Let’s quick get this out there: I love both Oblivion and Skyrim, and I’ve spent about an equal amount of time in each (I won’t throw out a number, but let’s just say that I could’ve made a lot of money by being productive in that time). The Unofficial Elder Scrolls Pages has a more mechanical list of these things, which can be found here: Differences Between Morrowind, Oblivion, and Skyrim. Of course, I look at things from a slightly different perspective than just the mechanical, and look to see if any of the mechanical changes really had an impact on core play.
Let’s first look at leveling. This is one of my major gripes with Oblivion. Oblivion’s leveling takes away any sense of progression (or danger) for me. I usually put on Francesco’s mod, or a similar mod which limits leveling, and I actually have to worry about the areas I enter, but I played a lot of vanilla Oblivion, and it really, really, really is somewhat boring by the end not because things got too easy, but because things were the same as before, so I couldn’t just run through the whole thing while indiscriminately swinging my axe nor did I ever have any difficult battles at lower levels because I went somewhere I wasn’t ready for. Skyrim’s a lot better about this; the leveling means that foes remain dangerous at pretty much any level, though I found that Skyrim was (other than Giants, who were oddly difficult unless you were “cheap” and dodged their incredibly telegraphed attacks) really, really, really easy. This is where I’m going to bring in outside sources: Fallout 3 versus Fallout: New Vegas. New Vegas uses Skyrim’s system, and it’s really fun (except for the railroading, but that’s not necessarily a horrible thing), while 3 started to suspend my disbelief at high levels when every foe was an armored super mutant or deathclaw. Oblivion and Skyrim don’t have as much obvious disconnect, since I found the Fallouts to be much more difficult, which made the region based versus player level based leveling more distinct.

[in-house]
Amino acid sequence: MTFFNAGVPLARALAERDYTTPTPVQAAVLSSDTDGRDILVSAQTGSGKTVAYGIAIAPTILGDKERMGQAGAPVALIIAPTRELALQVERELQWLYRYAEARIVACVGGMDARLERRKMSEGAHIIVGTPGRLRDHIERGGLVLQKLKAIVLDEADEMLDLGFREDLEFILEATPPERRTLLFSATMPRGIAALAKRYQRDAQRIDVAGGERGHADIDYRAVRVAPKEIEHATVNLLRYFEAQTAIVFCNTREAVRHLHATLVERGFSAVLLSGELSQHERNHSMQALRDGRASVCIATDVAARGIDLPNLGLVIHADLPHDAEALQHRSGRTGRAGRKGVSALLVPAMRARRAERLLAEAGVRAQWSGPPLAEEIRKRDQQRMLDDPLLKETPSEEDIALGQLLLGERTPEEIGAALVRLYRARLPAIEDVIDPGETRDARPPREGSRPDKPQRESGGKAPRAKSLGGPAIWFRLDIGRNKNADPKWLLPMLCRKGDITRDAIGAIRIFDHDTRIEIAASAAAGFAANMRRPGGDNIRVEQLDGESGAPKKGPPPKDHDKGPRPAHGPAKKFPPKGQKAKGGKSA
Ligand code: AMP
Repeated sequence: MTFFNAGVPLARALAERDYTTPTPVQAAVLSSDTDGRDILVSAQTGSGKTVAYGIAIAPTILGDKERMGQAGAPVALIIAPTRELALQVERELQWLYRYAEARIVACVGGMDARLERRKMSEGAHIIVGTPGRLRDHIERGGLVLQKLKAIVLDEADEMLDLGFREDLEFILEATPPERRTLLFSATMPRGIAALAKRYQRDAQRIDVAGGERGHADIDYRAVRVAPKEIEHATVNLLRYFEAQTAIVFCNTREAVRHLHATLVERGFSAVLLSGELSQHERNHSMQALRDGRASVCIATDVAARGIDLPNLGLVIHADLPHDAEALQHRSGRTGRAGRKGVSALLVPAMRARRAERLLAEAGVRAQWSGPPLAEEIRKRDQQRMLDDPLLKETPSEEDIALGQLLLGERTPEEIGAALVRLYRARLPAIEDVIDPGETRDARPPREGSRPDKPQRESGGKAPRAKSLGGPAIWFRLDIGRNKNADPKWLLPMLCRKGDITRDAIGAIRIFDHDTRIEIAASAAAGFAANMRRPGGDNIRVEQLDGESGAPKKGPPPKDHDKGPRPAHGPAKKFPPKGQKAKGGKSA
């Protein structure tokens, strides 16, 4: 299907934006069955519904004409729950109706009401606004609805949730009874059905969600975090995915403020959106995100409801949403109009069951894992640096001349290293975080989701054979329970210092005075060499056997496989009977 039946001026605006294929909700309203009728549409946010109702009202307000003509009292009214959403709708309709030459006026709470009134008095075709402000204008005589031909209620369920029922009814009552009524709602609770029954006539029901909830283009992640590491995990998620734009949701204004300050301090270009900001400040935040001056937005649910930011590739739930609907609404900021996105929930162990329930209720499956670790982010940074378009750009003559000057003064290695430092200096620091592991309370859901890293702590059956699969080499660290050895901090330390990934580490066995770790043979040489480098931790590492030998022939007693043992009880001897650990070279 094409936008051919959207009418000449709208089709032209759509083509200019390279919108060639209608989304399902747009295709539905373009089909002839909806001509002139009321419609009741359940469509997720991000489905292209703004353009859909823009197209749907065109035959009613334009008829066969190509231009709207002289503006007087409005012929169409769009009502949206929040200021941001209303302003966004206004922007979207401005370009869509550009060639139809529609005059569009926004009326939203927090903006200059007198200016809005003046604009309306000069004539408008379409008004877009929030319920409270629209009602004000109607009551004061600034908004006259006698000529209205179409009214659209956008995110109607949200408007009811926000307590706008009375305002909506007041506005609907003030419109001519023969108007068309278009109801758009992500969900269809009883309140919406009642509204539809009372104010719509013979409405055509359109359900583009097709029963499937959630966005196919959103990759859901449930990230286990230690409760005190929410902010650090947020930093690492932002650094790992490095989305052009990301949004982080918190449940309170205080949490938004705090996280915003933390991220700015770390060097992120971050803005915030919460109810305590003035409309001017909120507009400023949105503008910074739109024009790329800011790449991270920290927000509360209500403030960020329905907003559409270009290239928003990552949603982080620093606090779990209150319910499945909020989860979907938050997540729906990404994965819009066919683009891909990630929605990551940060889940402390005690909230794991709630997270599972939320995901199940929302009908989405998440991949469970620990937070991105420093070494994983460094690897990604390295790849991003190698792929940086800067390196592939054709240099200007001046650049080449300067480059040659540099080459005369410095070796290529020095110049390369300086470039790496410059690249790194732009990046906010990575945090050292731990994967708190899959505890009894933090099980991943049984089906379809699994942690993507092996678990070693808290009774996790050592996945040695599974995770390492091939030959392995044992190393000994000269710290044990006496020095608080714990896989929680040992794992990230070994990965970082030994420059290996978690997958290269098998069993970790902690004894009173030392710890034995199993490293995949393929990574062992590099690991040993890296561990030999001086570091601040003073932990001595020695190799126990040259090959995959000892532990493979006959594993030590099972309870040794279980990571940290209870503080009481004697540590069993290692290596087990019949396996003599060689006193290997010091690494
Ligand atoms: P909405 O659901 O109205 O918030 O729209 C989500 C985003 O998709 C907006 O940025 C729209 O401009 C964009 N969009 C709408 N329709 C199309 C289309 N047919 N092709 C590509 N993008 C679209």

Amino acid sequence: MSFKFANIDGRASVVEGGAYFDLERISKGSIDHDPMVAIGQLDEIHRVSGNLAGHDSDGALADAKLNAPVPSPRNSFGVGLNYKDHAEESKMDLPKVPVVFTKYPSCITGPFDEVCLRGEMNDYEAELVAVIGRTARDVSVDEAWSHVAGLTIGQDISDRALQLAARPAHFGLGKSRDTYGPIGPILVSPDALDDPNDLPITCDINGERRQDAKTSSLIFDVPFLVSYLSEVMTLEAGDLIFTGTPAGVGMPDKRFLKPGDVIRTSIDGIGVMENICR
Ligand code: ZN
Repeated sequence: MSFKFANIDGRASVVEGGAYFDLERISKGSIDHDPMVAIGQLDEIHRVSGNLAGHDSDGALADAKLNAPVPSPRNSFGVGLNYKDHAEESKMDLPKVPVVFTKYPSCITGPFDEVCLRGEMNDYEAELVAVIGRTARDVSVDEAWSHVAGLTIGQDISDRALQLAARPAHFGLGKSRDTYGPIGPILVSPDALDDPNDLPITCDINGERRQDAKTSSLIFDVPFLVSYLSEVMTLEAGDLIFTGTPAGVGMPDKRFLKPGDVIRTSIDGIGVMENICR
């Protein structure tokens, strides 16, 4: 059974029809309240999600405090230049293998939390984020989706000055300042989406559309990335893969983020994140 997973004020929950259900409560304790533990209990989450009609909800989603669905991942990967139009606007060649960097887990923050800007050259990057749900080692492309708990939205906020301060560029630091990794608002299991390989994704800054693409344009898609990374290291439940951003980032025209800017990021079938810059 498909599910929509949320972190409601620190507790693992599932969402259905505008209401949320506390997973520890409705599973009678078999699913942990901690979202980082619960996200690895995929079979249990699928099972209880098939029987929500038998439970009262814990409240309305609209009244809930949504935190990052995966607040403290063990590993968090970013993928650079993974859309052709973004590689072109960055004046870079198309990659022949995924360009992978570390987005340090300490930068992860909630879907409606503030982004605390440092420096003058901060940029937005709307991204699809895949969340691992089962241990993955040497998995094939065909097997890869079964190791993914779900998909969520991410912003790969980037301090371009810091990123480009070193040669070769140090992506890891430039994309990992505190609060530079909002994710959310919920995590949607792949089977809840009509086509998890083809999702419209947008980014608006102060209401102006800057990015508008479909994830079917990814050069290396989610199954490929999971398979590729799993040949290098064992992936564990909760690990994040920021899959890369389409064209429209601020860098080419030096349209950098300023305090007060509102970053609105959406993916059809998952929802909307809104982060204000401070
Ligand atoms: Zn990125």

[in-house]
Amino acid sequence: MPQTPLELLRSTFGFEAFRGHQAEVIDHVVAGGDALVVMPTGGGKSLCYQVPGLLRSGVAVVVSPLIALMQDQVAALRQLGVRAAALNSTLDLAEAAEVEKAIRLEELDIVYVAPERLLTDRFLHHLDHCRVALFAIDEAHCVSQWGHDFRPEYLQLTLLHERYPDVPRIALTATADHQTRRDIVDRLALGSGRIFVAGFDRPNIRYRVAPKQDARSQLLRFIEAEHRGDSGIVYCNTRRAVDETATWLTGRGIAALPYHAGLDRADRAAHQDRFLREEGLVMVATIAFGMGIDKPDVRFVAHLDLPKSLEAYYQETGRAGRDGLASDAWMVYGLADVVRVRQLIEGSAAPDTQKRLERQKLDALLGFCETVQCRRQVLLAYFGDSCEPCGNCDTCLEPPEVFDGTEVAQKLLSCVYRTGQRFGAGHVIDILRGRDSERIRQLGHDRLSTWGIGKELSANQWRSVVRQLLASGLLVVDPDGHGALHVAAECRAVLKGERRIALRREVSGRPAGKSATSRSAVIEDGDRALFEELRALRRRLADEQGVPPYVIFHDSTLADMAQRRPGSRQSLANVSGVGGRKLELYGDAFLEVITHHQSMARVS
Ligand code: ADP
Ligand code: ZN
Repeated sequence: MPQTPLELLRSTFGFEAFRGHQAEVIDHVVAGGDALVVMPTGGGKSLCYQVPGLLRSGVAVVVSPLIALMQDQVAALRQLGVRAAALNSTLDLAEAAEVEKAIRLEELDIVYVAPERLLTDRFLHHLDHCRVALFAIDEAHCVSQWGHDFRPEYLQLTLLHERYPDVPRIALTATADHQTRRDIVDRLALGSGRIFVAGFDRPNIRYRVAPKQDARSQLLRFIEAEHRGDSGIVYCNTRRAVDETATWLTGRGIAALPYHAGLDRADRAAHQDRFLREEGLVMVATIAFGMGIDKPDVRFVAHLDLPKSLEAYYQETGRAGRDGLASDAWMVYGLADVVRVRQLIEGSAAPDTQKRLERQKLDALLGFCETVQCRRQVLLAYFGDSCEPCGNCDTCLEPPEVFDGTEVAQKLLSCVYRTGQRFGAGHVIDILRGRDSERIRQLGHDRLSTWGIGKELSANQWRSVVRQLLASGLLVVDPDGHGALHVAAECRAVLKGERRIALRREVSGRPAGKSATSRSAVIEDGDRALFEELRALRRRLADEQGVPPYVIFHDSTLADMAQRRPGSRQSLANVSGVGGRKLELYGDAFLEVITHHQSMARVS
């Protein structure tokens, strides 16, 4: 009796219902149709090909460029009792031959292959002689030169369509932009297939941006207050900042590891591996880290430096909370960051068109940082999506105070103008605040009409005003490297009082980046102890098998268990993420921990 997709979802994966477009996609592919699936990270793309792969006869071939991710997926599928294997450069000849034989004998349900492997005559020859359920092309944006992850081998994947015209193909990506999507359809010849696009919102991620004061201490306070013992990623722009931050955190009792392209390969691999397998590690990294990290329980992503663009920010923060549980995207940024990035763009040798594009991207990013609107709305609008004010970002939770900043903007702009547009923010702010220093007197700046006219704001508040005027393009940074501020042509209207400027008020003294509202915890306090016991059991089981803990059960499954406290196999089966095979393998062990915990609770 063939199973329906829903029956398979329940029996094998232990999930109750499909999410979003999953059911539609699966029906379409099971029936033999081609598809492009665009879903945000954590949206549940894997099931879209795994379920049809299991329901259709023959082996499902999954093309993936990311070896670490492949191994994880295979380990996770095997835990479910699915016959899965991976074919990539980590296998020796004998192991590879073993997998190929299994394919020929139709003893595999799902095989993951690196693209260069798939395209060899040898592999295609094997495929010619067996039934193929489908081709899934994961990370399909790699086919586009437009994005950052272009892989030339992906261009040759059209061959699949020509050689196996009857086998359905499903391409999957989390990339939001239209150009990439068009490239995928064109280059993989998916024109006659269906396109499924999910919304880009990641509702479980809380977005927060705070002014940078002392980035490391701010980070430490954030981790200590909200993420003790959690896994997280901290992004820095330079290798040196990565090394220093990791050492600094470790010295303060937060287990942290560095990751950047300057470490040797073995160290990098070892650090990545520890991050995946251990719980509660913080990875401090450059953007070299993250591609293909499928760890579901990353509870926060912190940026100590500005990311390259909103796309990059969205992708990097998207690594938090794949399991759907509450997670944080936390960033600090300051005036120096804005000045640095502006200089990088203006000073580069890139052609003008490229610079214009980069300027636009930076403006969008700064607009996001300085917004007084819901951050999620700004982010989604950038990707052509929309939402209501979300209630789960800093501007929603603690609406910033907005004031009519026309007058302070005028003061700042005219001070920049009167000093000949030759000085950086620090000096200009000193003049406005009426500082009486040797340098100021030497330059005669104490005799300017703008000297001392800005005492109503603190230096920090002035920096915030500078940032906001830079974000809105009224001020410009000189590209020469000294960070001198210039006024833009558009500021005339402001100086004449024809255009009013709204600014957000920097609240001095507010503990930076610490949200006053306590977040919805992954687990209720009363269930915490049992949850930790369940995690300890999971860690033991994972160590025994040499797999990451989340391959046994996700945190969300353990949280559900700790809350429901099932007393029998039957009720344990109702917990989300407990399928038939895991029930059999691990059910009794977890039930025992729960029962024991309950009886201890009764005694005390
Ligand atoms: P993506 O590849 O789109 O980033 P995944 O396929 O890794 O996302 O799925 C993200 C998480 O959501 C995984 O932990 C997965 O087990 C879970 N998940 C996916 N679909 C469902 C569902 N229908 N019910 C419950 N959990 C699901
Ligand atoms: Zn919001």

Dumbing down is one of the frequent complaints I hear about Skyrim. Having had my real introduction to The Elder Scrolls through Morrowind, I liked to complain about that back when Oblivion came out, so let’s quick look at the number of skills available. In Oblivion, there are 21 skills. In Skyrim, there are 18 skills, cutting Acrobatics, Athletics, and Mysticism, all skills that, while I personally loved, weren’t really “core gameplay” skills (even though I maximized my acrobatics and athletics ASAP on all my characters). However, these did help Skyrim in the end, so it’s not really the loss of skills that matters for the game so much as the loss of the attributes. Races lost a lot of their importance in Skyrim, instead just giving a special ability. They get a few points of skills, but this only really matters at the very beginning of the game, and other than the Beast Races, who get an unarmed attack boost, there are no passive effects other than a damage resistance or a magicka boost, and powers typically can be duplicated with spells or gear.